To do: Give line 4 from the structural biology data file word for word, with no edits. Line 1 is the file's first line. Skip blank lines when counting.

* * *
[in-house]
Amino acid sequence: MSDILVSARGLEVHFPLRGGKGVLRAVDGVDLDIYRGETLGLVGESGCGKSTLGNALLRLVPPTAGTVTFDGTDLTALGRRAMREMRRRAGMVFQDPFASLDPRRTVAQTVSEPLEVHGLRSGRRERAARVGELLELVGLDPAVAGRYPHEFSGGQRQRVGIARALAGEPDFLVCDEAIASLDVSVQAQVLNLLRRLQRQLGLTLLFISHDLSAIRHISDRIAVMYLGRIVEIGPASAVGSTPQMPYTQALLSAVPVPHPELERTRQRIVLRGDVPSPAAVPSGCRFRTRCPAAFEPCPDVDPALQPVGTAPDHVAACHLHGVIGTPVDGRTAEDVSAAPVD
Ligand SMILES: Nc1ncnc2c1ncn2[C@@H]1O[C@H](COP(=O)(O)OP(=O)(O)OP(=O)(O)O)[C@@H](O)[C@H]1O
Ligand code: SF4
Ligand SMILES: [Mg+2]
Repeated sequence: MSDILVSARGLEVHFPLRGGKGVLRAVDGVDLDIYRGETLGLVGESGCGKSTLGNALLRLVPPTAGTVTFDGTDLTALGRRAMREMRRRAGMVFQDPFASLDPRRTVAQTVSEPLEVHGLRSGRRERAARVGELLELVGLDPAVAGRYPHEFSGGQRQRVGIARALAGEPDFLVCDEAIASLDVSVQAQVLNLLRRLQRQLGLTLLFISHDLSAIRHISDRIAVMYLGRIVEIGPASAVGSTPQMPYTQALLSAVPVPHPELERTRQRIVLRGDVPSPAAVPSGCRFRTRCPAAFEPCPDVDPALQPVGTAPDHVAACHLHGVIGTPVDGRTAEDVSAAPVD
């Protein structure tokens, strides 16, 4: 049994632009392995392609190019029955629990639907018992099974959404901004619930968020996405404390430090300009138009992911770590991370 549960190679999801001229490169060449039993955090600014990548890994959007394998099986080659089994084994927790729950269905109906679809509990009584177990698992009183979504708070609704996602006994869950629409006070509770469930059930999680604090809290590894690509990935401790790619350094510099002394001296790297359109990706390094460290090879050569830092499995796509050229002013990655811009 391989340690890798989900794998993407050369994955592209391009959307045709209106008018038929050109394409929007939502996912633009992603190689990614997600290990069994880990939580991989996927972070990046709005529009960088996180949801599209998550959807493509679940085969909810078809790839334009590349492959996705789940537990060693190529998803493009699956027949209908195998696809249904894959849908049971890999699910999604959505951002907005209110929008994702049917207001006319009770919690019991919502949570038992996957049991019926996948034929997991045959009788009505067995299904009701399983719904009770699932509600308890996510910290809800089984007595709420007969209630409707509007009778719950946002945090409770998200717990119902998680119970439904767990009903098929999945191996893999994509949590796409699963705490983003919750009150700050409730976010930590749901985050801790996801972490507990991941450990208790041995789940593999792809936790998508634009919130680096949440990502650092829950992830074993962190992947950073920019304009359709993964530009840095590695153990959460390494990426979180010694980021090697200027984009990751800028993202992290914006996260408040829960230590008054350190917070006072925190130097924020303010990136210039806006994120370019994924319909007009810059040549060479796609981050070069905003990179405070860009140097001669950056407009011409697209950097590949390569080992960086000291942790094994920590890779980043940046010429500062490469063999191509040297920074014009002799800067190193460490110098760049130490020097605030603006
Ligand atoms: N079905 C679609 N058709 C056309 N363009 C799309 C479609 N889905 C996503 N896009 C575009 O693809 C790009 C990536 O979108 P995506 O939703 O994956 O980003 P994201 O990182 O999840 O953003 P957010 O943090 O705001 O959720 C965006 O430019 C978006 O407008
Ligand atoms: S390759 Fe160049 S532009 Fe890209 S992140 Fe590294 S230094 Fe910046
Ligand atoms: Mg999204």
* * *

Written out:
Ligand code: SF4